SHINDELL: In an interview that you did with Mark Jones when he was researching for his PhD dissertation, I don't, you probably remember these interviews, you did mention that you had sort of two role models growing up, one being your uncle and the other your father. I don't know, I was hoping maybe you could go into a little bit more depth about the way in which those two influenced you and, you know, what you think you sort of carried forward from, from them?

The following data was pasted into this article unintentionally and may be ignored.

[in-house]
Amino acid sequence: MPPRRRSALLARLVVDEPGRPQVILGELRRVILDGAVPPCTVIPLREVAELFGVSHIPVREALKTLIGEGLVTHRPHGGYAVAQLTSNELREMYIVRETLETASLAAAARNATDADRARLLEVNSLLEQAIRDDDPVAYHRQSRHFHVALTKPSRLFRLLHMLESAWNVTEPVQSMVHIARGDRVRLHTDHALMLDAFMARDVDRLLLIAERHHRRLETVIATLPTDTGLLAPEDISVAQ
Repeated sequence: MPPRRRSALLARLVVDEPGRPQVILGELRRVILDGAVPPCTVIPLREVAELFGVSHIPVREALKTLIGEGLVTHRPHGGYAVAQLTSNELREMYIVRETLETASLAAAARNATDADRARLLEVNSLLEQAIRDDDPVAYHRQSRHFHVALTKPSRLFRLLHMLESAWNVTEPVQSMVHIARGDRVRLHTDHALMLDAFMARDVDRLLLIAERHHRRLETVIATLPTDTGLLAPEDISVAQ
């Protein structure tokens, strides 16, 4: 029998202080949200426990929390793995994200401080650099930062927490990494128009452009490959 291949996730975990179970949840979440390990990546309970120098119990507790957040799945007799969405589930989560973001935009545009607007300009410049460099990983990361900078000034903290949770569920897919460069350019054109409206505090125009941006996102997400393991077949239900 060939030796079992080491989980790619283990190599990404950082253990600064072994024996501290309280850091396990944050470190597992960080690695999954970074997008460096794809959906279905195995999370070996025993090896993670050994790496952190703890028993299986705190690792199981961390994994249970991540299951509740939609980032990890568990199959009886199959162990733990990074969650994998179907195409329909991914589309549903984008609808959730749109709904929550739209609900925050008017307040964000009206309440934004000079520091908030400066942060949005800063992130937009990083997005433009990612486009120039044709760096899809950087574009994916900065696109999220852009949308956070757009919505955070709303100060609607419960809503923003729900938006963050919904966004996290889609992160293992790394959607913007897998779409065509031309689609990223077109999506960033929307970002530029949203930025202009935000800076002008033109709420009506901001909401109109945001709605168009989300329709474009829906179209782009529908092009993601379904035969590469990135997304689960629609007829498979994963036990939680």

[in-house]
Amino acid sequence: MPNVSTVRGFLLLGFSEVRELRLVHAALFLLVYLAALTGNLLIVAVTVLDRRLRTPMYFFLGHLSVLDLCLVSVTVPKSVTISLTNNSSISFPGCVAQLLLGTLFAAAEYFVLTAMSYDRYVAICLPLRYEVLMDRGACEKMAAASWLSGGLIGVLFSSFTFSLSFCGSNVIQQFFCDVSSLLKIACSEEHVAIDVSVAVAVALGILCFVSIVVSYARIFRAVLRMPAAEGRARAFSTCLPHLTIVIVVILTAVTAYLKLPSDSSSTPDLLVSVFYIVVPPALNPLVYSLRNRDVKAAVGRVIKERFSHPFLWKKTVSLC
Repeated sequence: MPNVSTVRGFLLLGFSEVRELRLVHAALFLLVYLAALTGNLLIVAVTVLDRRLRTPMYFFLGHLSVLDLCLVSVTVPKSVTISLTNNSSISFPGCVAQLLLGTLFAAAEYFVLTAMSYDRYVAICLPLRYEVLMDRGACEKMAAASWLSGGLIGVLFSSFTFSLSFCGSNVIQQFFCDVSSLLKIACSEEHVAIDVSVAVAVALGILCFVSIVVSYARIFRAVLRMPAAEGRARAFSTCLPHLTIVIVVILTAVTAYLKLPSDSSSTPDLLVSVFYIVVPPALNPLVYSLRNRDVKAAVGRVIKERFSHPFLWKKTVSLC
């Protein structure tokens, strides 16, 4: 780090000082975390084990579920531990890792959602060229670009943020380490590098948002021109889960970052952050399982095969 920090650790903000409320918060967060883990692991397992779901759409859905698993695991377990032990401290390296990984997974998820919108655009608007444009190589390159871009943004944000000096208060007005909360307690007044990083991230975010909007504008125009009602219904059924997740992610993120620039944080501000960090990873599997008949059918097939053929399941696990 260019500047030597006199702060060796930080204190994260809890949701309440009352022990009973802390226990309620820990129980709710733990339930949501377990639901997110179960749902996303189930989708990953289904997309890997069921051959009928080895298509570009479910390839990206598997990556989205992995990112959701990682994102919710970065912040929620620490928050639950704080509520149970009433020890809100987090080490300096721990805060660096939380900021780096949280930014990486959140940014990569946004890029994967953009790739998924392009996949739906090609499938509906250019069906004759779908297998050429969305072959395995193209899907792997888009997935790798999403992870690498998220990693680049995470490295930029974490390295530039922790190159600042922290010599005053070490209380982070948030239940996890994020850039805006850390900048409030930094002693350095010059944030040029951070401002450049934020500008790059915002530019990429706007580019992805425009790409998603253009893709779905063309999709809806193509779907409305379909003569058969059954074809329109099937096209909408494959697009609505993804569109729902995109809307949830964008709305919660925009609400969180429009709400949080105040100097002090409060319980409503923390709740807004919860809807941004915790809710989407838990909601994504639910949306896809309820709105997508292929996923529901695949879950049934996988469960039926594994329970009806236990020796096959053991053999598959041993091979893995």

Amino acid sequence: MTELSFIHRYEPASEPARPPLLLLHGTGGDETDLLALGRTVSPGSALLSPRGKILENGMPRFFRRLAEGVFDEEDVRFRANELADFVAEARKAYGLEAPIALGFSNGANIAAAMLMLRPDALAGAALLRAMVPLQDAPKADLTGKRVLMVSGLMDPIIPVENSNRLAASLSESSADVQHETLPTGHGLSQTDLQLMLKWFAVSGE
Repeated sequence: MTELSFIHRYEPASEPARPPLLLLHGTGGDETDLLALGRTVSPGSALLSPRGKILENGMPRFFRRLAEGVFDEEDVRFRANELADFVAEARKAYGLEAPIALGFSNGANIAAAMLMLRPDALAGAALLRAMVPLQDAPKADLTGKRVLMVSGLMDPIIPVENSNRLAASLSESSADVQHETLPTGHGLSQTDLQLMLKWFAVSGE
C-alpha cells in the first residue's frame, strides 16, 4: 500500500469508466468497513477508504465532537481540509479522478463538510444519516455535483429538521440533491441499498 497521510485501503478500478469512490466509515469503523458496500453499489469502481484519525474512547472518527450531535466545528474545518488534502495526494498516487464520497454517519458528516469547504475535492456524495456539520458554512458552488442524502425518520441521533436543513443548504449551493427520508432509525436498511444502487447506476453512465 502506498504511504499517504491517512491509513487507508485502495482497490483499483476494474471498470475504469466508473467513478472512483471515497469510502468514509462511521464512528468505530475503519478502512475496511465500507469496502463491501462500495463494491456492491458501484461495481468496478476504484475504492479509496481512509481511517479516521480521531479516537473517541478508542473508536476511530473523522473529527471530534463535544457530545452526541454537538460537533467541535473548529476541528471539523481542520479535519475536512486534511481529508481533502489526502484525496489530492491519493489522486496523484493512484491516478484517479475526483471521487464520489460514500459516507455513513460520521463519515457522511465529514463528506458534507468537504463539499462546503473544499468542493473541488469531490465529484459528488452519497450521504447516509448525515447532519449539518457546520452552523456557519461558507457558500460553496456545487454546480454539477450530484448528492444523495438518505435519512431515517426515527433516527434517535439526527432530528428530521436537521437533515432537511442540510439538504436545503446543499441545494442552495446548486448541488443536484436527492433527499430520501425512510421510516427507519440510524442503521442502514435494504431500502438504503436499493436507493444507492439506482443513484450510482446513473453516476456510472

BIRNDORF: Well, I think, from my father it was the work ethic. I mean, he did work hard and he was able to juggle his meager earnings to (Shindell: Uhm-hmm.) create a world where his kids didn't realize that they were meager.

SHINDELL: Did he ever attempt any entrepreneurial activity of his own, or did he stick with working for the shoe companies?